Posted on September 12, 2017 |
Samuel Louie, MD directs the UC Davis Asthma Network (UCAN) and the ROAD Center. ROAD (Reversible Obstructive Airway Diseases) includes COPD and the Asthma-COPD Overlap Syndrome. He currently serves as Director, Department of Respiratory Care at UC Davis Medical Center and is Medical Director for the California Society for Respiratory Care. His research interests include asthma, COPD, pulmonary rehabilitation and clinical outcomes in chronic disease management. From his personal philosophy of care: “Empathy is not an occupational hazard for me. The treatment of my patients’ diseases may be impersonal, but the education and care of every patient I have is completely personal. When you can’t breathe, nothing else matters.” Read our conversation with him here!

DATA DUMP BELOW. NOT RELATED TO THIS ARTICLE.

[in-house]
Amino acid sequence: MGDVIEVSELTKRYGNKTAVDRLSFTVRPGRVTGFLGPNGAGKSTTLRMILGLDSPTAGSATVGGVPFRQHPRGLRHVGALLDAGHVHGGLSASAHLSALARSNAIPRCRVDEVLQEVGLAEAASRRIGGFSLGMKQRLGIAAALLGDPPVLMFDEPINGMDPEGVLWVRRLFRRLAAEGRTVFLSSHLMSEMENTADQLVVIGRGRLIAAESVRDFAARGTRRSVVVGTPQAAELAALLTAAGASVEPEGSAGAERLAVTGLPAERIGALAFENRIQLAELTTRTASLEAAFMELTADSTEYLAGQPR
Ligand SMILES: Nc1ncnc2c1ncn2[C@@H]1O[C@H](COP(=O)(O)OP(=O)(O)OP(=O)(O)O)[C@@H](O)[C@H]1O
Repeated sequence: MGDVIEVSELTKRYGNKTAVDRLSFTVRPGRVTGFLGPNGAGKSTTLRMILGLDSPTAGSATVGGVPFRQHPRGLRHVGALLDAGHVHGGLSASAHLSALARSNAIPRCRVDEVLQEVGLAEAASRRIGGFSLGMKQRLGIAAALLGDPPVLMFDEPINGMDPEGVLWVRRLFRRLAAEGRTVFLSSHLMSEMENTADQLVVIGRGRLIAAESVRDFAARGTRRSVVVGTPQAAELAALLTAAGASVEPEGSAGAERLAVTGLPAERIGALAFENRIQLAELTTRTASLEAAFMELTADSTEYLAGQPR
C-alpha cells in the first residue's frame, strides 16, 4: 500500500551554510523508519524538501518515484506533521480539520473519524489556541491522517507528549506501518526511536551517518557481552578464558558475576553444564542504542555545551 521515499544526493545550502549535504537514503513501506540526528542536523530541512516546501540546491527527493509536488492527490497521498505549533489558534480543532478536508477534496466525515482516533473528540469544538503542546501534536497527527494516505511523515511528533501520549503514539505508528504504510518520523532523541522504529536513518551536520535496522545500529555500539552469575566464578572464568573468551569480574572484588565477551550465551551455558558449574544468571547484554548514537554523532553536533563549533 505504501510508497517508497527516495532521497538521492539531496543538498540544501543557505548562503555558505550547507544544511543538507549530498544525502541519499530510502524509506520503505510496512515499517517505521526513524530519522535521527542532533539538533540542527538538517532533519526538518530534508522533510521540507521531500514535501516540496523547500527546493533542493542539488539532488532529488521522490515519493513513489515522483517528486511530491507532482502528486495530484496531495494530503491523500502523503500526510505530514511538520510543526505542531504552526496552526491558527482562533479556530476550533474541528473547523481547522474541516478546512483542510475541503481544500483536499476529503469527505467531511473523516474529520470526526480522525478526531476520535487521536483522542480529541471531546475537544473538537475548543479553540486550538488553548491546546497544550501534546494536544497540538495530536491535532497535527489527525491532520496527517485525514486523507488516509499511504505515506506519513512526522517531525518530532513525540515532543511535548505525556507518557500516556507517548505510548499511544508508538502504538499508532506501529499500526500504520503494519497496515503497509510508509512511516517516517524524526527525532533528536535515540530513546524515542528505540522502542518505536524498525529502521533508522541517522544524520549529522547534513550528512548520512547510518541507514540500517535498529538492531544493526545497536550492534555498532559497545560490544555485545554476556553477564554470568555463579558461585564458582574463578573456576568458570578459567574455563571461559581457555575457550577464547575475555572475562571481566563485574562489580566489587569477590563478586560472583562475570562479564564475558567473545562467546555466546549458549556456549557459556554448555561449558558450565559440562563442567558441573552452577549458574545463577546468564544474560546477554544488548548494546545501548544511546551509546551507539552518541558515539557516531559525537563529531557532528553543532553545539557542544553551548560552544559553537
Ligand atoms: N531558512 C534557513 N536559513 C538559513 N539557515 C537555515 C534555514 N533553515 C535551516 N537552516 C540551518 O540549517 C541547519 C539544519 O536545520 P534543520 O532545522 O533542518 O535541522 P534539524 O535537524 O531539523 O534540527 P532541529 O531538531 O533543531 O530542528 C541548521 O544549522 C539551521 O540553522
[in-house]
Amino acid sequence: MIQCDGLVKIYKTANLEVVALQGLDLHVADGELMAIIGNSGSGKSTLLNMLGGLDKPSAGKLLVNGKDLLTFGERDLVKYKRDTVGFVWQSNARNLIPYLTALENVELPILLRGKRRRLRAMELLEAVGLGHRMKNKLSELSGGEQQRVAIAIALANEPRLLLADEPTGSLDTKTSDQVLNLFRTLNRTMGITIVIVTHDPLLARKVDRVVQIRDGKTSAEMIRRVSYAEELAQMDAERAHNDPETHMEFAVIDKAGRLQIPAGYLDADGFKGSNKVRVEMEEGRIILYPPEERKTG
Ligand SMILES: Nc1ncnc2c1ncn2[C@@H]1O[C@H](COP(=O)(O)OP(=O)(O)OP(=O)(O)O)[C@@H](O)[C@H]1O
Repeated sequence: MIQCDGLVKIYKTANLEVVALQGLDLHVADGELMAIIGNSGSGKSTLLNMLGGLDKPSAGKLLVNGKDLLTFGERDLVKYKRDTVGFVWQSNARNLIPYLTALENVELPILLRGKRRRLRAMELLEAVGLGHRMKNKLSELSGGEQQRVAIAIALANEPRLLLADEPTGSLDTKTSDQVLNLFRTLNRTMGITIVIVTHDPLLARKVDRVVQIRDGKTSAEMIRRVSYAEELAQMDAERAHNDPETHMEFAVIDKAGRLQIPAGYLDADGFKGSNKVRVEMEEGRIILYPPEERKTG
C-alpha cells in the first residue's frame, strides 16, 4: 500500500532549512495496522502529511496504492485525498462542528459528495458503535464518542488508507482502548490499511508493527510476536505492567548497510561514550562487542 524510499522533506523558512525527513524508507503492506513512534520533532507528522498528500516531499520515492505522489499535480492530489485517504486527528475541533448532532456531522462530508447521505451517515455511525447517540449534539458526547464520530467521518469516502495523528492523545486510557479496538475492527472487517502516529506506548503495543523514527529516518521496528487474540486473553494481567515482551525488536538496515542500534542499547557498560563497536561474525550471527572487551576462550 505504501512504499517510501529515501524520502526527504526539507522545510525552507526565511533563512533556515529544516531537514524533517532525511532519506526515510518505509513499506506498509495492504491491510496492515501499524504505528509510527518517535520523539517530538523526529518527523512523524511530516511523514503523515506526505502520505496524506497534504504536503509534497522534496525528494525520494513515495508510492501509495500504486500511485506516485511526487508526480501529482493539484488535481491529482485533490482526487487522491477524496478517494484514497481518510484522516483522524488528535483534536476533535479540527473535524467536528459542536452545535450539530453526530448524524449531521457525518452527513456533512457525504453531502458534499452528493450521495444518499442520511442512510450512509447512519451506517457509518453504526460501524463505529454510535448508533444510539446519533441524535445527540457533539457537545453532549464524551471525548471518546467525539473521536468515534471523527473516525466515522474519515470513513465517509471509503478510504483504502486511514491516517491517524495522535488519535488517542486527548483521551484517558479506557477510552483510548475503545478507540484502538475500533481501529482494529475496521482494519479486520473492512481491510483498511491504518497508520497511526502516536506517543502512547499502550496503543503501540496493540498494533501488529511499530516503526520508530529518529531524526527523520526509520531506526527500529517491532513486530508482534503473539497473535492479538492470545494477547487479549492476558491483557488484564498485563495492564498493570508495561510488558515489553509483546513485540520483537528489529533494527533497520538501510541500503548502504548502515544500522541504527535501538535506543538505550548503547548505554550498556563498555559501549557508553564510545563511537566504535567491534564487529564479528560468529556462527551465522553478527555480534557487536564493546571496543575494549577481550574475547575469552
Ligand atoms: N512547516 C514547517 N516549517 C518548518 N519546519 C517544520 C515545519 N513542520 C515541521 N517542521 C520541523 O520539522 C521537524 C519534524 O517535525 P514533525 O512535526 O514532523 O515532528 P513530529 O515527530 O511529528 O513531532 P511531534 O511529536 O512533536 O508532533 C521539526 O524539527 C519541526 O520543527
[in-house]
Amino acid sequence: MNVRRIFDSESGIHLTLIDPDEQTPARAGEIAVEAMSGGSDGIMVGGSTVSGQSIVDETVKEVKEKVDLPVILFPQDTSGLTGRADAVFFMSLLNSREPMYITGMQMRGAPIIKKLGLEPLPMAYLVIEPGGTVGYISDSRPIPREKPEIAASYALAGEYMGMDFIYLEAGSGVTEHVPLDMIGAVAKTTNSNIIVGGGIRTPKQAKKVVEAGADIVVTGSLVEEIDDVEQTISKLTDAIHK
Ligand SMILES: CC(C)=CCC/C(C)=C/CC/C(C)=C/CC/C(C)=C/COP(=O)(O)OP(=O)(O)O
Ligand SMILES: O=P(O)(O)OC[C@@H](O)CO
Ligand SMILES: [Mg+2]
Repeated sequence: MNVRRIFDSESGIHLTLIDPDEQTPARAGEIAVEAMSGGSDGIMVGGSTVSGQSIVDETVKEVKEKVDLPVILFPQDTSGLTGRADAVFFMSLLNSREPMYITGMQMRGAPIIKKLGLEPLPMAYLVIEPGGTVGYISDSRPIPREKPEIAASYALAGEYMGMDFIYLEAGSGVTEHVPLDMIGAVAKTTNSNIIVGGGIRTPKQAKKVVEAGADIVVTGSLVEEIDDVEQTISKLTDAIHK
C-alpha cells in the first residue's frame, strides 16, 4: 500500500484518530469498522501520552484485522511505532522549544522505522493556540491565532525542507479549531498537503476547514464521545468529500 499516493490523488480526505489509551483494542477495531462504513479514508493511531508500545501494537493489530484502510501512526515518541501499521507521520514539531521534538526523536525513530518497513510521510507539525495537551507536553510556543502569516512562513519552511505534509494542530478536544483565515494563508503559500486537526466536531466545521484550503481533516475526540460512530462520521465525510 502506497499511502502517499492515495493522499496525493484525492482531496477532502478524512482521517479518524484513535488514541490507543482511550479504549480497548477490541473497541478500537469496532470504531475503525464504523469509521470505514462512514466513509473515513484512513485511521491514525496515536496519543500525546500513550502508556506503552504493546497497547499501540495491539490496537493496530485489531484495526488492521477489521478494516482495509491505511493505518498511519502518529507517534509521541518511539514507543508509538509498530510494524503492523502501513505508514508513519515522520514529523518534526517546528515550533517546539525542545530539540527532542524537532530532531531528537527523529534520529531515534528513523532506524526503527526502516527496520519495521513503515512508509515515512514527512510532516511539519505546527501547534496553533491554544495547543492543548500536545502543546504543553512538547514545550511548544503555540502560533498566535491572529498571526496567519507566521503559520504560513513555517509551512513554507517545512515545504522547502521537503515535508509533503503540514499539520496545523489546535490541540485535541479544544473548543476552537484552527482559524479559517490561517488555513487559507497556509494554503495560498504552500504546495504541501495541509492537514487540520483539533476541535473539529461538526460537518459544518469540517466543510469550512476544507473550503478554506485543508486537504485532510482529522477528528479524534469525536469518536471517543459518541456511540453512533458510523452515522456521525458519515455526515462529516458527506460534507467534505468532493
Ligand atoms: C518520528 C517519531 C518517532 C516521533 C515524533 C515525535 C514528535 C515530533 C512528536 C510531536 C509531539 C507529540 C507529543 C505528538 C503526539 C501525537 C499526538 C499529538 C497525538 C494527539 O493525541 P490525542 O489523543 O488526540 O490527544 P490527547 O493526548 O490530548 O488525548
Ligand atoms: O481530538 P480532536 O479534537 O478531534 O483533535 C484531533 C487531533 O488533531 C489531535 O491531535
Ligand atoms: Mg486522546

Posted on July 05, 2017 |
Pneumonia is a critical health concern for people with COPD. The incidence of pneumonia has been shown to be six to eight times higher in older adults with COPD as compared to their cohorts without pulmonary disease. People with COPD who develop these lung infections are also more likely to bear significant negative health outcomes related to their pneumonia. The following new research – the COPD and Pneumonia Study (CAP study) – aims to document the burden of pneumonia in the COPD community.